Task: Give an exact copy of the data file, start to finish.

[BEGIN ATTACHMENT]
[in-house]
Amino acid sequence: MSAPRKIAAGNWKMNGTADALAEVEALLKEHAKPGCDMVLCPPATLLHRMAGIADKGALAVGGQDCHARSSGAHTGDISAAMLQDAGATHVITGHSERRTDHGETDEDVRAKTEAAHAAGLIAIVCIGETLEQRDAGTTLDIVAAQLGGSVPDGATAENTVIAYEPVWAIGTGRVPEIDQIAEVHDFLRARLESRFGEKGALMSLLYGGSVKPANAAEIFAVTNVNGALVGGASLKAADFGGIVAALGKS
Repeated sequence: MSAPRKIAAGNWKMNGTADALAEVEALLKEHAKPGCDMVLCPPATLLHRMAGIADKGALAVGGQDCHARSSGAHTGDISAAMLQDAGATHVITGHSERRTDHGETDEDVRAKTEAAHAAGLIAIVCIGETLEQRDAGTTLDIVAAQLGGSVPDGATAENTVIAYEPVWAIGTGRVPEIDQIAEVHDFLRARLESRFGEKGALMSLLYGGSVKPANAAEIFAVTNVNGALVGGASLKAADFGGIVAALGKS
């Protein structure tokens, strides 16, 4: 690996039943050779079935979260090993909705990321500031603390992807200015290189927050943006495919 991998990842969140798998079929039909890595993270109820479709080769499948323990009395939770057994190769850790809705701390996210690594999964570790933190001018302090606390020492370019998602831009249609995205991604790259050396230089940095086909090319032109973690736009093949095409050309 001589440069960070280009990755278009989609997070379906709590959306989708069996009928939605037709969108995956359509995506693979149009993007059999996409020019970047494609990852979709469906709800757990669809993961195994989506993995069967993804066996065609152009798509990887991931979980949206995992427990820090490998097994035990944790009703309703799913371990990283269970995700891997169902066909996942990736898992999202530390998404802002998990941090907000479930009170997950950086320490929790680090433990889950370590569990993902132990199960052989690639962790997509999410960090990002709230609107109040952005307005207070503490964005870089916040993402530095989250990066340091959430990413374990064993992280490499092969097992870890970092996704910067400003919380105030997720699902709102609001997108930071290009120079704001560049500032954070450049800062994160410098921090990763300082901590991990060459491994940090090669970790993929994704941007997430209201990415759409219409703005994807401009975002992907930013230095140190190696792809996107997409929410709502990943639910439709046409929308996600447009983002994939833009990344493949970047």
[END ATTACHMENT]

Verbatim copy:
[in-house]
Amino acid sequence: MSAPRKIAAGNWKMNGTADALAEVEALLKEHAKPGCDMVLCPPATLLHRMAGIADKGALAVGGQDCHARSSGAHTGDISAAMLQDAGATHVITGHSERRTDHGETDEDVRAKTEAAHAAGLIAIVCIGETLEQRDAGTTLDIVAAQLGGSVPDGATAENTVIAYEPVWAIGTGRVPEIDQIAEVHDFLRARLESRFGEKGALMSLLYGGSVKPANAAEIFAVTNVNGALVGGASLKAADFGGIVAALGKS
Repeated sequence: MSAPRKIAAGNWKMNGTADALAEVEALLKEHAKPGCDMVLCPPATLLHRMAGIADKGALAVGGQDCHARSSGAHTGDISAAMLQDAGATHVITGHSERRTDHGETDEDVRAKTEAAHAAGLIAIVCIGETLEQRDAGTTLDIVAAQLGGSVPDGATAENTVIAYEPVWAIGTGRVPEIDQIAEVHDFLRARLESRFGEKGALMSLLYGGSVKPANAAEIFAVTNVNGALVGGASLKAADFGGIVAALGKS
């Protein structure tokens, strides 16, 4: 690996039943050779079935979260090993909705990321500031603390992807200015290189927050943006495919 991998990842969140798998079929039909890595993270109820479709080769499948323990009395939770057994190769850790809705701390996210690594999964570790933190001018302090606390020492370019998602831009249609995205991604790259050396230089940095086909090319032109973690736009093949095409050309 001589440069960070280009990755278009989609997070379906709590959306989708069996009928939605037709969108995956359509995506693979149009993007059999996409020019970047494609990852979709469906709800757990669809993961195994989506993995069967993804066996065609152009798509990887991931979980949206995992427990820090490998097994035990944790009703309703799913371990990283269970995700891997169902066909996942990736898992999202530390998404802002998990941090907000479930009170997950950086320490929790680090433990889950370590569990993902132990199960052989690639962790997509999410960090990002709230609107109040952005307005207070503490964005870089916040993402530095989250990066340091959430990413374990064993992280490499092969097992870890970092996704910067400003919380105030997720699902709102609001997108930071290009120079704001560049500032954070450049800062994160410098921090990763300082901590991990060459491994940090090669970790993929994704941007997430209201990415759409219409703005994807401009975002992907930013230095140190190696792809996107997409929410709502990943639910439709046409929308996600447009983002994939833009990344493949970047």